“The continued use of poison gas by Assad’s forces will not only result in the mass killings of more innocent Syrian civilians, but will also put at risk our allies in the region, including Israel, Turkey and Jordan.”
Van Hollen also said that ignoring the use of chemical weapons will also “increase the likelihood that chemical weapons could be used against American troops or civilians in future attacks or conflicts.”
Still, other lawmakers, such as Rep. Elijah Cummings (D-Md.), remain on the fence about what action should be taken- citing the many uncertainties surrounding the situation and possible outcomes of military action.
“Many members, like me, have very serious questions about the path ahead that need to be answered in order to make an informed decision,” said Cummings, a ranking member of the House Committee on Oversight and Government Reform.
“As we have seen over the past decade, the use of military force is one of the most grave actions our nation can take, and it often has consequences that are impossible to foresee.”
Cummings said that in the case of Syria, detailed information on a clear objective is mandatory, along with a timeline of how long involvement will last, what other nations will be involved, and how much collateral damage can be expected, including the loss of innocent life.
“If our objective is not regime change, we must understand how we will measure success, particularly if civilian deaths using conventional weapons continue or even increase after any U.S. strike,” said Cummings. “Finally, if we do not act, we must understand the ramifications for the Assad regime, the Syrian people, and our own nation.”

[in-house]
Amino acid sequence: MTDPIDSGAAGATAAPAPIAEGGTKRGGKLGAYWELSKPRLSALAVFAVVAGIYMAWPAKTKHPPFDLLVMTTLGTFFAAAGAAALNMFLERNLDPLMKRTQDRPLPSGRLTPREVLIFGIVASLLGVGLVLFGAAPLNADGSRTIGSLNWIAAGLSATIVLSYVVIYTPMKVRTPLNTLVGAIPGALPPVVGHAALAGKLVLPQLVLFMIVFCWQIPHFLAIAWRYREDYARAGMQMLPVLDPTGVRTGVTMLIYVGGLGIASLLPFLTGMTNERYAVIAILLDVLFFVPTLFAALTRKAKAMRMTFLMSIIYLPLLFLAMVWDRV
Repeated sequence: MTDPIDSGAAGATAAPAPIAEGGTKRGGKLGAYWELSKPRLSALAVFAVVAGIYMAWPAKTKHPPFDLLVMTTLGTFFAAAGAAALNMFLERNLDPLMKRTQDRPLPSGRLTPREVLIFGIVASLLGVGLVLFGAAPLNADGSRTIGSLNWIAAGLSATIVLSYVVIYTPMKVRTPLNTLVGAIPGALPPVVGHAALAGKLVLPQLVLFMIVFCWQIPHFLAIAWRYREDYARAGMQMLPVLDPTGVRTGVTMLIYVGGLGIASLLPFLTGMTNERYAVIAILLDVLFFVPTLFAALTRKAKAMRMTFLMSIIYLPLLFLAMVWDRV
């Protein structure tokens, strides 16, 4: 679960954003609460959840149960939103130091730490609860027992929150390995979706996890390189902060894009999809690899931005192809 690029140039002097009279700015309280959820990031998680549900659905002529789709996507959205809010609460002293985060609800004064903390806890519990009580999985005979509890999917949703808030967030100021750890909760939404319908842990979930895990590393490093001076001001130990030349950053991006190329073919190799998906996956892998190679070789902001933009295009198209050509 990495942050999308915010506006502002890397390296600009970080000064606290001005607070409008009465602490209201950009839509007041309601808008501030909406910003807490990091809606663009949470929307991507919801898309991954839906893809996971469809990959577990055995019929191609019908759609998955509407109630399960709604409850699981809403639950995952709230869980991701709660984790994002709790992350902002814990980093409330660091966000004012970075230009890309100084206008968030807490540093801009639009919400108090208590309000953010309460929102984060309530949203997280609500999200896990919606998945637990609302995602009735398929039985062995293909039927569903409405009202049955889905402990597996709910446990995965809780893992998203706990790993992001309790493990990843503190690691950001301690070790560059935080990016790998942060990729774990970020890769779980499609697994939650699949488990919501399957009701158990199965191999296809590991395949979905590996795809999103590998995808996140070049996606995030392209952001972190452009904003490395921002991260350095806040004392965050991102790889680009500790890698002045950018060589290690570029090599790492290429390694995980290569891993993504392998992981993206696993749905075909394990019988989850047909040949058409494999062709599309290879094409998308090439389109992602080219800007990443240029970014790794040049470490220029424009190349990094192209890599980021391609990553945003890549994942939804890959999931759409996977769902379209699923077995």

Syria, located just south of Turkey and north of Jordan, is bordered to the east by Iraq with the Mediterranean Sea sharing its Western border with Lebanon.
The nation has a population of 22.4 million, according to the CIA World Factbook, a publicly-available world almanac.
More than 6 million of that number is currently displaced by the civil war that has raged over the past two and a half years.
In that time, according to the United Nations (UN), roughly 100,000 Syrians have been killed.
According to the UN Refugee Agency, 5,000 Syrians are fleeing the area every 24 hours, creating an overwhelming surge of people to the nearby countries of Egypt, Iraq, Jordan, Lebanon and turkey.
Another 4.5 million are displaced within Syrian borders as a result of the violence.
In addition to Americans questioning his move on Syria, President Obama is also dealing with leaders abroad who are less than convinced that the chemical weapons were used by the Syrian government.
“I am convinced that [the chemical attack] is nothing more than a provocation by those who want to drag other countries into the Syrian conflict, and who want the support of powerful members of the international community, especially the United States,” said a statement by Vladimir Putin, president of Russia. “I have no doubt about this.”
Though Putin said proven use of chemical weapons deserves counteraction, he also said he believes that rebel forces- not the Syrian government- are behind the attacks.
“The Syrian government already asked the international community to conduct inspections, as they believed that rebels had used chemical weapons. But unfortunately nothing happened,” said Putin. “A reaction occurred only after Aug. 21, when these weapons were used once again.”
“Under these conditions, the idea of giving a trump card to those who are constantly calling for foreign military intervention is utter nonsense.”